What has happened to us? We live in an age where ego and emotion are more important than virtue and values. An age where personal preference outweighs personal worth and “I want it now” trumps integrity. We live in an age where absolutes aren’t (unless we decide they fit into our personal plan) and standards are only something to customize and remodel to our personal satisfaction. Ours is an age where the ancient principles of sin and objective morality are being relegated to the trash heap of history. So, what are we supposed to do? Should we go along with the flow of thoughts and emotions that are reshaping our social structure? Should we abandon what is considered to be the old and worn out moral thinking of the past and embrace the new and vibrant personally-based principles of the present?
For me, most decisions start out in a very black and white fashion. Something is either right or it is wrong, so figure out which it is and get on with it. Now I realize that life is not made up of such clear-cut and easy-to-navigate roads. No, life is made up of roads that curve – they make you adjust your thinking - and roads that have hairpin turns making you go in the opposite direction you started from. Then there are the roads that become gravel and filled with pot holes, making you navigate far more slowly and carefully. Finally, there are roads that end in the weeds, that make you stop and reconsider everything because it looks like you are lost.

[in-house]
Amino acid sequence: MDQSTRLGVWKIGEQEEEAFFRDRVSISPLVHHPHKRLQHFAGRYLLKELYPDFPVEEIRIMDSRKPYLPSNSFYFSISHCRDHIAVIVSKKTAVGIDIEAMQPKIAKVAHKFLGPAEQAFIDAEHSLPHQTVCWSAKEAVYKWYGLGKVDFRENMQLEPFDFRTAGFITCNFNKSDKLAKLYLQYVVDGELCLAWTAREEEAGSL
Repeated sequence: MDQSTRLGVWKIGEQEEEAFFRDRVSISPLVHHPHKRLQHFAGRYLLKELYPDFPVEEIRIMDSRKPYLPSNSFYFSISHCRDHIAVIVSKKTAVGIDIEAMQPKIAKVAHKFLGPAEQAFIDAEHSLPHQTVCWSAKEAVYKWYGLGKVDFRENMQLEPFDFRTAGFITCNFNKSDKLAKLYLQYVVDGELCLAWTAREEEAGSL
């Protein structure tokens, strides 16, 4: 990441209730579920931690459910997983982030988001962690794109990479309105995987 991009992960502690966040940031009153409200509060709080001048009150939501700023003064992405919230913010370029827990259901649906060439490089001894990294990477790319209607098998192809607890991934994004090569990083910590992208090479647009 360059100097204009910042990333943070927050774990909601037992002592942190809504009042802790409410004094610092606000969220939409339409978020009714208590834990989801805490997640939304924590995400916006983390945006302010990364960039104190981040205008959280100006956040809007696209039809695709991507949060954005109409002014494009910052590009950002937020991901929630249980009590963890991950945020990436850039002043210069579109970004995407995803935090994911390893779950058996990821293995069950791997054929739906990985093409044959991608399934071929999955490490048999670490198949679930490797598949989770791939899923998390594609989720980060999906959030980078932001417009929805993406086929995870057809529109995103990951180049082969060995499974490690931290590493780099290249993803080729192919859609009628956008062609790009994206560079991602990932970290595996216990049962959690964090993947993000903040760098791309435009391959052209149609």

There are two very basic ways to figure these roads out. The first I mentioned already is using a well-defined approach and trying to apply it to whatever the road might be. The second way is to use what is called “situation ethics.” This is a theory founded by Joseph Fletcher in the 1960’s and explained in his book Situation Ethics: The New Morality.
Basically, Fletcher says to take a nuanced approach to the experiences of life, weighing the circumstances of each experience against the best possible outcome for that experience. His criteria for this process is to have noble and benevolent love for those involved so the outcome is in everyone’s very best interest. An impressive approach, thoughtful and engaging – but is it the right way to go?
Actually as I see it, I don’t think so. By very definition, situation ethics implies that what is fundamentally right must be subject to being wrong when one deems it necessary. Some have said that Jesus himself used a situation ethics approach, as he mixed with those considered undesirable and he taught things that the spiritual leaders of his day saw as direct contradictions to the Jewish Law. So, what about that? Did he? Check out our October 23, 2017 podcast, "Are we SURE Sin is Really Sinful?" and find out. Follow along with us as we reason through examples, circumstances and principles to find footing in our decision making. It just might help!
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